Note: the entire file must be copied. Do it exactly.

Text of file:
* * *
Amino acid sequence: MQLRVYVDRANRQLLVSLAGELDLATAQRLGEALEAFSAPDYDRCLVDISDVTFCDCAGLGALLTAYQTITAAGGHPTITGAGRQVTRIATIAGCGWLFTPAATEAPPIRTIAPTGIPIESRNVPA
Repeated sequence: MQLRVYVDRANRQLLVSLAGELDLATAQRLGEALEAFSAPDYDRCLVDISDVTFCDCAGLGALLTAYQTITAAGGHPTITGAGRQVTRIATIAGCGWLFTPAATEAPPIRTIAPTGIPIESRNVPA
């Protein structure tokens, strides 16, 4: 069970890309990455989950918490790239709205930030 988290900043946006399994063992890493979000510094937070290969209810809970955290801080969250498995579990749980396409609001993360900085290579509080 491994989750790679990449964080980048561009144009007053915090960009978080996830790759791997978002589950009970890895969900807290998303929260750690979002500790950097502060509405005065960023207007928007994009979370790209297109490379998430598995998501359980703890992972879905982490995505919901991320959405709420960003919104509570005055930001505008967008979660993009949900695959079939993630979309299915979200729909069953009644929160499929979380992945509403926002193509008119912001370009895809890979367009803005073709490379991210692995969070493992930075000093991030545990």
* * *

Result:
Amino acid sequence: MQLRVYVDRANRQLLVSLAGELDLATAQRLGEALEAFSAPDYDRCLVDISDVTFCDCAGLGALLTAYQTITAAGGHPTITGAGRQVTRIATIAGCGWLFTPAATEAPPIRTIAPTGIPIESRNVPA
Repeated sequence: MQLRVYVDRANRQLLVSLAGELDLATAQRLGEALEAFSAPDYDRCLVDISDVTFCDCAGLGALLTAYQTITAAGGHPTITGAGRQVTRIATIAGCGWLFTPAATEAPPIRTIAPTGIPIESRNVPA
């Protein structure tokens, strides 16, 4: 069970890309990455989950918490790239709205930030 988290900043946006399994063992890493979000510094937070290969209810809970955290801080969250498995579990749980396409609001993360900085290579509080 491994989750790679990449964080980048561009144009007053915090960009978080996830790759791997978002589950009970890895969900807290998303929260750690979002500790950097502060509405005065960023207007928007994009979370790209297109490379998430598995998501359980703890992972879905982490995505919901991320959405709420960003919104509570005055930001505008967008979660993009949900695959079939993630979309299915979200729909069953009644929160499929979380992945509403926002193509008119912001370009895809890979367009803005073709490379991210692995969070493992930075000093991030545990």